Young people & first time voters; your vote is a powerful thing
This statement alarms me and it should alarm you too:
“an estimated 500,000 people aged between 18 and 24 - a quarter of those eligible - are not registered to vote”.
This morning I had coffee with Tessa Ganley of Port Pirie. Not unusual you might say. I do like a good coffee and I do like to chat!
This conversation was different though.
From the very outset, it was immediately apparent that Tessa’s 'global view' of life was far beyond that of her 17 years. This degree of understanding is a powerful instrument. An instrument she wielded adeptly.
Tessa’s keen sense of what is just and what simply is not, is staggering.
I detected absolutely no level of apathy from Tessa. Indeed the opposite is true.
Tessa genuinely cares.
Tessa cares about her future and that of our nation, our planet and its people.
Tessa cares about democracy.
As my daughter Esther, not quite 16, involved herself in the conversation, I had a keen sense of admiration and reverence for these young women.
The opinions, ideas and views of young people like Tessa & Esther must be considered and valued. They deserve that, unequivocally.
I have said it before and I will say it again…It is this generation, who are not yet old enough to vote, who I believe we should be listening to. It is this generation who will be left a legacy of either a state of hope or a state of despair.
What I have come to realise over the past few years is that, through no fault of their own, many politicians are heavily concerned with their current term and their re-election.
I believe it is time for a new crop of politicians to consider a view far beyond the next political cycle and make decisions, some difficult ones, which will work to deliver more sustainable outcomes for our State and our Nation.
Most importantly though… it is our legacy to make wise decisions for the generation yet to vote; and the generations yet to be born, the children of young people like Tessa and Esther.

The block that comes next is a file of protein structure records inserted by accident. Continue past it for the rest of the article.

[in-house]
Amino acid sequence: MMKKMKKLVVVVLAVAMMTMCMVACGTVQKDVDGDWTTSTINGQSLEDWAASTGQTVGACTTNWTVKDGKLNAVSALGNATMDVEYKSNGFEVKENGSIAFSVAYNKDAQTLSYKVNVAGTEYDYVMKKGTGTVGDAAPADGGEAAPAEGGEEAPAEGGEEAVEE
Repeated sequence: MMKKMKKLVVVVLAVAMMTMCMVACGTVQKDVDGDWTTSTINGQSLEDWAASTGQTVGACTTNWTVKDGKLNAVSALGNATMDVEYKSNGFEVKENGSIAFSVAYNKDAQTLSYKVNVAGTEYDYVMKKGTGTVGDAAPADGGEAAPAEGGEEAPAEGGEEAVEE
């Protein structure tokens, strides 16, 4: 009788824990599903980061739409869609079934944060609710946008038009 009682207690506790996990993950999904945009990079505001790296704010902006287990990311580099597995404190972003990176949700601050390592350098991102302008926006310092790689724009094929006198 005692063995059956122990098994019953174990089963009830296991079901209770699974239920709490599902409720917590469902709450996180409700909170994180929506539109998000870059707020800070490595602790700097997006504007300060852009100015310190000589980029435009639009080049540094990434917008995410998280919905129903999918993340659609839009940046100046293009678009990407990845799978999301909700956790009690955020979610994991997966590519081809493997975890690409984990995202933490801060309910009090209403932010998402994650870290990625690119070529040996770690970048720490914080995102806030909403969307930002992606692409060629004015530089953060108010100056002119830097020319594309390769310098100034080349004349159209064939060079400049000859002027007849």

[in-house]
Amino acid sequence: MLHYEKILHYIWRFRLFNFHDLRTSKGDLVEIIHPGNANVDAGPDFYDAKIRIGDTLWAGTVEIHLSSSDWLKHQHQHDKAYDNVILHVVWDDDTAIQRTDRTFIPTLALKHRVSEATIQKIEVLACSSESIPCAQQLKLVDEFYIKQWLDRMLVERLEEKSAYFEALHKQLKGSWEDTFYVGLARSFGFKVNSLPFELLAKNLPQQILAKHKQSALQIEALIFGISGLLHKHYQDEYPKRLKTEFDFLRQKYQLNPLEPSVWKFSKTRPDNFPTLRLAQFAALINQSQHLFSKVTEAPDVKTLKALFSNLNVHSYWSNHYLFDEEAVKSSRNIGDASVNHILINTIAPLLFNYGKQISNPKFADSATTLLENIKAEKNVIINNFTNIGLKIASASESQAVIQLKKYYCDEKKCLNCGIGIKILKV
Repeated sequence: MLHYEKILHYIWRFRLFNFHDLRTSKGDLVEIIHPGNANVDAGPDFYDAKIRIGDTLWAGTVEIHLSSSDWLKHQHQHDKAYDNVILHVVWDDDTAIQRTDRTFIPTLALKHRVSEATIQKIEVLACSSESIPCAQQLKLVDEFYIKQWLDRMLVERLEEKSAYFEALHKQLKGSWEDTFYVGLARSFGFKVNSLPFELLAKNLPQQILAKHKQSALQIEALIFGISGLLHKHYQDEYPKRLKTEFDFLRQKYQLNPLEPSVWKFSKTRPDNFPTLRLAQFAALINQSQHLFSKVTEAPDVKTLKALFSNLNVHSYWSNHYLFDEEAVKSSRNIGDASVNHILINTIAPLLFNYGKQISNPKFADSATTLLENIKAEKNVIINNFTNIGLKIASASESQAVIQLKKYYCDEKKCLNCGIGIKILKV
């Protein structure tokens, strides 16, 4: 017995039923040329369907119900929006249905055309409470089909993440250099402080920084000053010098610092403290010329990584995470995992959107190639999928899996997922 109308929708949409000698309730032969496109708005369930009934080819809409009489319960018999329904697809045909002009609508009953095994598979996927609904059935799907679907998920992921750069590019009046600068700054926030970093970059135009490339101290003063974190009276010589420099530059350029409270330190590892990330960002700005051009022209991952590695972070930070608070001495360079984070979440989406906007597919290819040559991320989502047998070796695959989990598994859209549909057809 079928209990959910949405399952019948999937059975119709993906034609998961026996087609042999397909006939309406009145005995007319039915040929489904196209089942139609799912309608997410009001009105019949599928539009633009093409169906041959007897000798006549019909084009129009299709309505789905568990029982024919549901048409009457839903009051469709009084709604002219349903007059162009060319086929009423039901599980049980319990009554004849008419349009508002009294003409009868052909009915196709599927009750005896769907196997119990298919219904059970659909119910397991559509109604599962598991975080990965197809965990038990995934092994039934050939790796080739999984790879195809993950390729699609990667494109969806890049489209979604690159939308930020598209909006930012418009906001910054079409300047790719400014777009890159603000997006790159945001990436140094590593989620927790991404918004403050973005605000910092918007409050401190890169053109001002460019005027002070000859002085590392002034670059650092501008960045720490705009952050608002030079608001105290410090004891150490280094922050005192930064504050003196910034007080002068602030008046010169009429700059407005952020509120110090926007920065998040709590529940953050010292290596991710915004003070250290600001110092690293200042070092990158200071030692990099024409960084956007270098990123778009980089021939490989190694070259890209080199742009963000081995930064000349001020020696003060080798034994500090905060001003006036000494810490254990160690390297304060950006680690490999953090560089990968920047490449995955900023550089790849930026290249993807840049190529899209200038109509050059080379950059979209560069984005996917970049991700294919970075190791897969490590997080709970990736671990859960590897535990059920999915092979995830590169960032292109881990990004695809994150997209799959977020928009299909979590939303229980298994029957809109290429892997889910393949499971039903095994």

Making up 12 per cent of the electorate means that 18-24 year olds have incredible power.
I say harness that power and send a clear message on Election Day.
So, if you are voting for the first time or were thinking of not voting because you say you don’t care, I implore you to Stop. Think. Consider.
Tessa understands the importance of voting, even though at this Federal Election, she will not yet old enough to cast her vote.
Tessa understands that people lose life and limb to exercise their right to vote.
In Australia women who were British subjects, 21 years and older, only gained the right to vote and the right to stand for parliament in 1902.
South Australia was a bit more progressive and allowed women to vote and stand for parliament in 1895.
Sadly it wasn’t until 1962 that the right to vote in federal elections was granted to Australian Aboriginal women who, together with Australian Aboriginal men, had been specifically excluded from the franchise in Australia by the Commonwealth Franchise Act 1902.
I say emphatically to all young people, “You have the right and freedom to participate in this democracy, so do so.
Be informed. Be motivated to make your vote count.
Your vote is a powerful and precious thing.”
You can enrol online at:
Who is enrolled?
- 91.2pc of Australians...that means 1.39m not enrolled
- 74.2pc of 18 to 24-year-olds (493,000 not enrolled)
- 48.3 per cent of 18-year-olds
- 65.8 per cent of 19-year-olds
- 75.2 per cent of 20-year-olds